The Spanish claim their bullfights are cultural, artistic, heritage worthy and not to be messed with. I say BULLSHIT!
My theory is that it’s a pathetic notion from the cave men era when men earned their status by fighting big animals. The bigger, the better, right?
I’ve been to a bullfight – once – in order to write an article about the bullfighter’s preparations before he enters the ring. It’s a candle lit, superstitious affair between the matador and a shrine full of madonna icons. He even left the tap open and the lights on in his hotel room so that it is ready for him upon his return from the ring. I accompanied him to the ring in the car, and I tell you, the tension resembled that of an open heart surgery theater.
The verbal elite may maintain their stance that bullfighting is a cultural and traditional event because man has fought bulls since time immemorial. It’s true – cave paintings show men on horses slaying bulls from pre-historic times. But does that justify the continuation of it? We might as well start burning independent women at the stakes as well.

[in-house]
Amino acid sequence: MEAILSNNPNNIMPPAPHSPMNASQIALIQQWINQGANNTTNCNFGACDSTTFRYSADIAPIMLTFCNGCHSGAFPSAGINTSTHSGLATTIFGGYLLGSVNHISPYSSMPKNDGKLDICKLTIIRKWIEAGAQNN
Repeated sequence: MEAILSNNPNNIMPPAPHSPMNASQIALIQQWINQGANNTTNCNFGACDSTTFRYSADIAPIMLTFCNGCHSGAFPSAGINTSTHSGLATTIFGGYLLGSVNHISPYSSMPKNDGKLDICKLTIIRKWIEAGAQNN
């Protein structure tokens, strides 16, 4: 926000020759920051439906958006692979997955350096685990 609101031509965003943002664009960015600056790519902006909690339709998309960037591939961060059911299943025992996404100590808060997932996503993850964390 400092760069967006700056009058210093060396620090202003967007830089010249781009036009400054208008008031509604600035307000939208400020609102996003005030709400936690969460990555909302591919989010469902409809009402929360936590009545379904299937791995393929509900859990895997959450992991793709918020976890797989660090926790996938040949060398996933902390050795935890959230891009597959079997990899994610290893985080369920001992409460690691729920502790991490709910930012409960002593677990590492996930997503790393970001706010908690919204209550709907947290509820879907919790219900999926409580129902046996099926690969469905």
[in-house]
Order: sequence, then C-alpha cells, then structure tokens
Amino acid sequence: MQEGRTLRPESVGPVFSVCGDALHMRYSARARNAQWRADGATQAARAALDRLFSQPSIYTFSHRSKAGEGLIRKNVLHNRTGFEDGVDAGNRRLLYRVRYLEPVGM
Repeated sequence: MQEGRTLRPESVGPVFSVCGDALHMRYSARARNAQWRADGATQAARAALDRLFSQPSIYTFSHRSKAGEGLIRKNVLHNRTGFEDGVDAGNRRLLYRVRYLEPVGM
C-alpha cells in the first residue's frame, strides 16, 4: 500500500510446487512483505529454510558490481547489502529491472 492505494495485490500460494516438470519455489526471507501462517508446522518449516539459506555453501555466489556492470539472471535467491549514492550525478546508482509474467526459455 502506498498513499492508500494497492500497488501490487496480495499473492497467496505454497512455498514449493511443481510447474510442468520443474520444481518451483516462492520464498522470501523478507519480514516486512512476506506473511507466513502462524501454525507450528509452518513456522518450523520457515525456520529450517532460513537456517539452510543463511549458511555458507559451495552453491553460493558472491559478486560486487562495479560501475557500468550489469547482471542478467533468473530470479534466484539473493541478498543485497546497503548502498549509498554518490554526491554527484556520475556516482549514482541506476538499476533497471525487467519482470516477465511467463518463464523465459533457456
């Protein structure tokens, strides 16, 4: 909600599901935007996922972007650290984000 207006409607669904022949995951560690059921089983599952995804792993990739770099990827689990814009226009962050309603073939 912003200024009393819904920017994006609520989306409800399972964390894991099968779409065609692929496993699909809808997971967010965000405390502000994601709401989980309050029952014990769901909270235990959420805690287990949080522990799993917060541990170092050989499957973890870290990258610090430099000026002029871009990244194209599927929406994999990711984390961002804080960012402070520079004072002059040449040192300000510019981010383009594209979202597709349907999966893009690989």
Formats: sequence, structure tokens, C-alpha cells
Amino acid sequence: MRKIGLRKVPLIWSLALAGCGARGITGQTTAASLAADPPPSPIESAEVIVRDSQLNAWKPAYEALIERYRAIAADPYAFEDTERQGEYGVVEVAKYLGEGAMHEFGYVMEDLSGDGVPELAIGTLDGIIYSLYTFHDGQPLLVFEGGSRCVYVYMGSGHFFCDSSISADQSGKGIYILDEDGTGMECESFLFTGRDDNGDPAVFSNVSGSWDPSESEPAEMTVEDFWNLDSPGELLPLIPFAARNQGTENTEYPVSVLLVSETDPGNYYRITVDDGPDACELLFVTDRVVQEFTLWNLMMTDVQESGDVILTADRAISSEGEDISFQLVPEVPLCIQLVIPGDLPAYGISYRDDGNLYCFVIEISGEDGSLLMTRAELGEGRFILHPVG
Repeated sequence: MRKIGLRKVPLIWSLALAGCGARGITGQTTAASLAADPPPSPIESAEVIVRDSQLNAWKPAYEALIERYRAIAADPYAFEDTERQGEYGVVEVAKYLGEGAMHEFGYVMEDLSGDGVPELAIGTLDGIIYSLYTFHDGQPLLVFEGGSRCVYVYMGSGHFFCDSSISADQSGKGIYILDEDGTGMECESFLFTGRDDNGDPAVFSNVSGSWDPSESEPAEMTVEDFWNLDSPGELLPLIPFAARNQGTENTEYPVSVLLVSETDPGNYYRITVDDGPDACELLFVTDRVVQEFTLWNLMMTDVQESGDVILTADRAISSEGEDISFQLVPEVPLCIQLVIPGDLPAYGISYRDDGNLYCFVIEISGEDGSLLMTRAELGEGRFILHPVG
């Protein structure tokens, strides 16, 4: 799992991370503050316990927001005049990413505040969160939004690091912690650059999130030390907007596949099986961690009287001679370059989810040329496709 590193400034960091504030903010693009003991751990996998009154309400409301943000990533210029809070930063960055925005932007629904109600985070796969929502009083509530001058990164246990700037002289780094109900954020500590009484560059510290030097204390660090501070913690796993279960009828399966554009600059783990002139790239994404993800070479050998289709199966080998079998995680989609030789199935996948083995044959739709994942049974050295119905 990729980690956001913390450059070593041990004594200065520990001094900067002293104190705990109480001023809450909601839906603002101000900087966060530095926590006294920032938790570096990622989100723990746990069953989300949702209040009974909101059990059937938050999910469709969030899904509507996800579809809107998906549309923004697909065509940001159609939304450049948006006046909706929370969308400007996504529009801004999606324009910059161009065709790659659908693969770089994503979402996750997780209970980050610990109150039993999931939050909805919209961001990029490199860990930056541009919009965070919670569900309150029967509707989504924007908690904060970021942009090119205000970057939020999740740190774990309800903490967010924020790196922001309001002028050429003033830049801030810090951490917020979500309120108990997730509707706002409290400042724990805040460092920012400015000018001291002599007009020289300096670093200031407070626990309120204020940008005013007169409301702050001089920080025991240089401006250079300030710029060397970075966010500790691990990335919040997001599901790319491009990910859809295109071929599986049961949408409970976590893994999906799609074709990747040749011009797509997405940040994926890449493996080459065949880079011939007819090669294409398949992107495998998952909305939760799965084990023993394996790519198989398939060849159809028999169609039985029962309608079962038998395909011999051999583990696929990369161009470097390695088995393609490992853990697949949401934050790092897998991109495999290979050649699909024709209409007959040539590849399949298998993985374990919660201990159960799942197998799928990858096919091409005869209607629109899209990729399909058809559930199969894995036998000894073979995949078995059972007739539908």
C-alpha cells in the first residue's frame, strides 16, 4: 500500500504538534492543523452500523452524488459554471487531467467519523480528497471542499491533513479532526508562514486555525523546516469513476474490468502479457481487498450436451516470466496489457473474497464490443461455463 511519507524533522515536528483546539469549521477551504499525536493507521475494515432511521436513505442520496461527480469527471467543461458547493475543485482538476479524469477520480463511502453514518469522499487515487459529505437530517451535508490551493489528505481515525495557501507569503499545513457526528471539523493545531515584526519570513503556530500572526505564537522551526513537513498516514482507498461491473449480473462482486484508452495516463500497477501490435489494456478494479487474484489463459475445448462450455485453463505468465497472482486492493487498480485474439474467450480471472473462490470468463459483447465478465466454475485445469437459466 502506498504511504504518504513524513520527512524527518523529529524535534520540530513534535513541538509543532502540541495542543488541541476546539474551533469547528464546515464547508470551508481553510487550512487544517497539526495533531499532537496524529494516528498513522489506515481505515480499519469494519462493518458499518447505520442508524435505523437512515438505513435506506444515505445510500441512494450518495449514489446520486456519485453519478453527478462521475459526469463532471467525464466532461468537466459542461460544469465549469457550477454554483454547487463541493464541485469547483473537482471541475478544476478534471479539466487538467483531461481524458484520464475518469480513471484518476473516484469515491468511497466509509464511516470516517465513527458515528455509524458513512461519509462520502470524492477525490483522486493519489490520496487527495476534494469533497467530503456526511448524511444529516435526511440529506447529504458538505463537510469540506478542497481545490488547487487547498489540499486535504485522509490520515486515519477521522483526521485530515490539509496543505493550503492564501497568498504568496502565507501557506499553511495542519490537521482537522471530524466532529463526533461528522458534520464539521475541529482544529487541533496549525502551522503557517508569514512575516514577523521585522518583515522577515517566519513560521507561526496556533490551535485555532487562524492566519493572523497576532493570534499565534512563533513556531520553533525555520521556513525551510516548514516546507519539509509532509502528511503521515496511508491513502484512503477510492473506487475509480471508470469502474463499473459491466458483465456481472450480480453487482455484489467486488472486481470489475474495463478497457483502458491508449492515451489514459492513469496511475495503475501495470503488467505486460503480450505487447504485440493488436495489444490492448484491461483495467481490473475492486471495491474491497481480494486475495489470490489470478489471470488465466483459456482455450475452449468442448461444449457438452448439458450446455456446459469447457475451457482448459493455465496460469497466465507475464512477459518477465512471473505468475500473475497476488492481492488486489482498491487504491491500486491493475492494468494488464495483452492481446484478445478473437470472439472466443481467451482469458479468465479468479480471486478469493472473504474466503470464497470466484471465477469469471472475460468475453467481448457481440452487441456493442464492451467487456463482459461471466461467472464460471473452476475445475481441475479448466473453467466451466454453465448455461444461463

That day, when I documented Conrado Gil Belmonte’s fight in Algeciras, the masses couldn’t have cared less about old cave paintings. They wanted the spectacle, the drama, the so called bravery and the glory. I felt truly ashamed at the blood hunger. On behalf of the human race, the Spanish ignorance and the sister, yes, the catholic NUN, who sat next to me and clapped every time Gil’s cape came close to the frantic bull. She automatically assumed I was crying because I was worried about the bullfighter.
The worst thing about it all is that it seems that no amount of common sense or signature campaigns can bring the cruelty to a speedy end. The Spanish king Juan Carlos I often attends bullfights at weekends. Characters like Ernest Hemingway and Pablo Picasso have celebrated the sport as highly artistic.
The appeal of bullfighting is no doubt connected to the passion and pride nurtured by the Spanish macho culture. Who can uproot it? I’ve only got one thing to say – LONG LIVE THE QUEEN!
Queen Sofia is against bullfighting. She says she finds it disgusting. May she find a way to make use of her female influence as a capote (the cape used in bullfighting) to manipulate her husband in the right direction. Or as they say in Spain: “Dos tetas tiran mas que dos carretas”. It translates to something along the lines of: “Two breasts pull more than two wagons”. In other words – the ability of women to get things in their favor due to their beauty and sexuality.